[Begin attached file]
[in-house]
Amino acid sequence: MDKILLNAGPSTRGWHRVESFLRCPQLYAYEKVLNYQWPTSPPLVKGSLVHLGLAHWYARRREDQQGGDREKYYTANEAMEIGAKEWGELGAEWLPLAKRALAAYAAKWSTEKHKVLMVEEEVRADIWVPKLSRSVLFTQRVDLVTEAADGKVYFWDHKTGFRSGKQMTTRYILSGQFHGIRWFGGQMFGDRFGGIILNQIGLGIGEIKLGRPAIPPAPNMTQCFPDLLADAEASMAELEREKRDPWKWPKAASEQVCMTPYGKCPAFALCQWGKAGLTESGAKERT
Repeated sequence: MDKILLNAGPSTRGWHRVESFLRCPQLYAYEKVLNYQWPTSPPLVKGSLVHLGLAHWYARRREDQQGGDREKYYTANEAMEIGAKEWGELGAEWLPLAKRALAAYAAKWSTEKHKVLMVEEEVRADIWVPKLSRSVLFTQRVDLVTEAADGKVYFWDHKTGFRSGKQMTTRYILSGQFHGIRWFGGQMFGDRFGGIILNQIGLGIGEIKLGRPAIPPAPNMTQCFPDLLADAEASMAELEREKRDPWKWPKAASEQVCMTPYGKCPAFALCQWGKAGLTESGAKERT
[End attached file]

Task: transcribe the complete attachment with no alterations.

[in-house]
Amino acid sequence: MDKILLNAGPSTRGWHRVESFLRCPQLYAYEKVLNYQWPTSPPLVKGSLVHLGLAHWYARRREDQQGGDREKYYTANEAMEIGAKEWGELGAEWLPLAKRALAAYAAKWSTEKHKVLMVEEEVRADIWVPKLSRSVLFTQRVDLVTEAADGKVYFWDHKTGFRSGKQMTTRYILSGQFHGIRWFGGQMFGDRFGGIILNQIGLGIGEIKLGRPAIPPAPNMTQCFPDLLADAEASMAELEREKRDPWKWPKAASEQVCMTPYGKCPAFALCQWGKAGLTESGAKERT
Repeated sequence: MDKILLNAGPSTRGWHRVESFLRCPQLYAYEKVLNYQWPTSPPLVKGSLVHLGLAHWYARRREDQQGGDREKYYTANEAMEIGAKEWGELGAEWLPLAKRALAAYAAKWSTEKHKVLMVEEEVRADIWVPKLSRSVLFTQRVDLVTEAADGKVYFWDHKTGFRSGKQMTTRYILSGQFHGIRWFGGQMFGDRFGGIILNQIGLGIGEIKLGRPAIPPAPNMTQCFPDLLADAEASMAELEREKRDPWKWPKAASEQVCMTPYGKCPAFALCQWGKAGLTESGAKERT